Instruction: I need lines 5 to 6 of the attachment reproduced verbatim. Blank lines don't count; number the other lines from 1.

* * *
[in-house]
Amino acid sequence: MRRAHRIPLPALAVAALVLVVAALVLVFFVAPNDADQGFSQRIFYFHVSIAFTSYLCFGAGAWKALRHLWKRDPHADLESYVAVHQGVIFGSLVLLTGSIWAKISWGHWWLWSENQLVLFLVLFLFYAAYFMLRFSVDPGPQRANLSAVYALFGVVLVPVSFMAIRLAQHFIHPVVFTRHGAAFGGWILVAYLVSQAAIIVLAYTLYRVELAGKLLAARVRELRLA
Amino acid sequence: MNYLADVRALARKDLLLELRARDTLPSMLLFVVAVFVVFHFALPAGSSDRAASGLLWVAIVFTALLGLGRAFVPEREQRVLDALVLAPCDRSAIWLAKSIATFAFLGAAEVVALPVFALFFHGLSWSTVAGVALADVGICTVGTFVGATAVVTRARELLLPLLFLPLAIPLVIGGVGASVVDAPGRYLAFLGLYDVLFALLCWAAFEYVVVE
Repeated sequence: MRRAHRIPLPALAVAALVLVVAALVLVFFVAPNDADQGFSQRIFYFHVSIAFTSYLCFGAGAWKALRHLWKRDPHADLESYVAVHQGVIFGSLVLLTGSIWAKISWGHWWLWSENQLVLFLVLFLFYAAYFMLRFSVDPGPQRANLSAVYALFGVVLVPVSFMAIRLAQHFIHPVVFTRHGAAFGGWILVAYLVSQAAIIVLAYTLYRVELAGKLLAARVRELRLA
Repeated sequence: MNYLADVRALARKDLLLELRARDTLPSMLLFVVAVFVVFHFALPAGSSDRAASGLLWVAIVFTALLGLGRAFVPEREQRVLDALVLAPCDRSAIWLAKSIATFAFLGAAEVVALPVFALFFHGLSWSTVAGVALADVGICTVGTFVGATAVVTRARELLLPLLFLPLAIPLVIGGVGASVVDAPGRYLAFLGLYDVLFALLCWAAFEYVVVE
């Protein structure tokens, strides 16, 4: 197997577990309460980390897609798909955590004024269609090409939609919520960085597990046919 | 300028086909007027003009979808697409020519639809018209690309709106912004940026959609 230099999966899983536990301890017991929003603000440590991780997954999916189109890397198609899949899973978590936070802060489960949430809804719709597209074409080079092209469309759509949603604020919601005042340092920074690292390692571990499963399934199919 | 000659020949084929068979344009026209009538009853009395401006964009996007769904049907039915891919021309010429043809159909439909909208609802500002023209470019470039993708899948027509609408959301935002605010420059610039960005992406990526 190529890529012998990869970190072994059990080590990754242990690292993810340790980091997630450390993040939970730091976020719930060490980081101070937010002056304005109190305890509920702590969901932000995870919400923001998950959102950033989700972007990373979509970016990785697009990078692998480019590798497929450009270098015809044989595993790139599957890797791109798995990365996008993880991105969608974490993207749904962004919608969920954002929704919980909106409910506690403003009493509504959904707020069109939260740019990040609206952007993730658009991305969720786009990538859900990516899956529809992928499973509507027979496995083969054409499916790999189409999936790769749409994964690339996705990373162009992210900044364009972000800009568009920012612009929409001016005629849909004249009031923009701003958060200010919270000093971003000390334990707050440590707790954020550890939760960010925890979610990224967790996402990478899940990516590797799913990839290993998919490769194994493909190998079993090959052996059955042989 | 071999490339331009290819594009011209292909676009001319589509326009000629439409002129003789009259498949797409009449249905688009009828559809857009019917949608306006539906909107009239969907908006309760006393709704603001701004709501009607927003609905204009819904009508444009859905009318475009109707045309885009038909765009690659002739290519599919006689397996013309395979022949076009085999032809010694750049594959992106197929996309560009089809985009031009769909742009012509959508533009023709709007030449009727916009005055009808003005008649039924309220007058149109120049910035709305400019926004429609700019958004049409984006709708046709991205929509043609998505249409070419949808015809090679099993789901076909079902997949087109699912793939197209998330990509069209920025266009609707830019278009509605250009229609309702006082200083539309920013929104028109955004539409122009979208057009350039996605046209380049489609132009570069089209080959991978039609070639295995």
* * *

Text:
Repeated sequence: MNYLADVRALARKDLLLELRARDTLPSMLLFVVAVFVVFHFALPAGSSDRAASGLLWVAIVFTALLGLGRAFVPEREQRVLDALVLAPCDRSAIWLAKSIATFAFLGAAEVVALPVFALFFHGLSWSTVAGVALADVGICTVGTFVGATAVVTRARELLLPLLFLPLAIPLVIGGVGASVVDAPGRYLAFLGLYDVLFALLCWAAFEYVVVE
């Protein structure tokens, strides 16, 4: 197997577990309460980390897609798909955590004024269609090409939609919520960085597990046919 | 300028086909007027003009979808697409020519639809018209690309709106912004940026959609 230099999966899983536990301890017991929003603000440590991780997954999916189109890397198609899949899973978590936070802060489960949430809804719709597209074409080079092209469309759509949603604020919601005042340092920074690292390692571990499963399934199919 | 000659020949084929068979344009026209009538009853009395401006964009996007769904049907039915891919021309010429043809159909439909909208609802500002023209470019470039993708899948027509609408959301935002605010420059610039960005992406990526 190529890529012998990869970190072994059990080590990754242990690292993810340790980091997630450390993040939970730091976020719930060490980081101070937010002056304005109190305890509920702590969901932000995870919400923001998950959102950033989700972007990373979509970016990785697009990078692998480019590798497929450009270098015809044989595993790139599957890797791109798995990365996008993880991105969608974490993207749904962004919608969920954002929704919980909106409910506690403003009493509504959904707020069109939260740019990040609206952007993730658009991305969720786009990538859900990516899956529809992928499973509507027979496995083969054409499916790999189409999936790769749409994964690339996705990373162009992210900044364009972000800009568009920012612009929409001016005629849909004249009031923009701003958060200010919270000093971003000390334990707050440590707790954020550890939760960010925890979610990224967790996402990478899940990516590797799913990839290993998919490769194994493909190998079993090959052996059955042989 | 071999490339331009290819594009011209292909676009001319589509326009000629439409002129003789009259498949797409009449249905688009009828559809857009019917949608306006539906909107009239969907908006309760006393709704603001701004709501009607927003609905204009819904009508444009859905009318475009109707045309885009038909765009690659002739290519599919006689397996013309395979022949076009085999032809010694750049594959992106197929996309560009089809985009031009769909742009012509959508533009023709709007030449009727916009005055009808003005008649039924309220007058149109120049910035709305400019926004429609700019958004049409984006709708046709991205929509043609998505249409070419949808015809090679099993789901076909079902997949087109699912793939197209998330990509069209920025266009609707830019278009509605250009229609309702006082200083539309920013929104028109955004539409122009979208057009350039996605046209380049489609132009570069089209080959991978039609070639295995």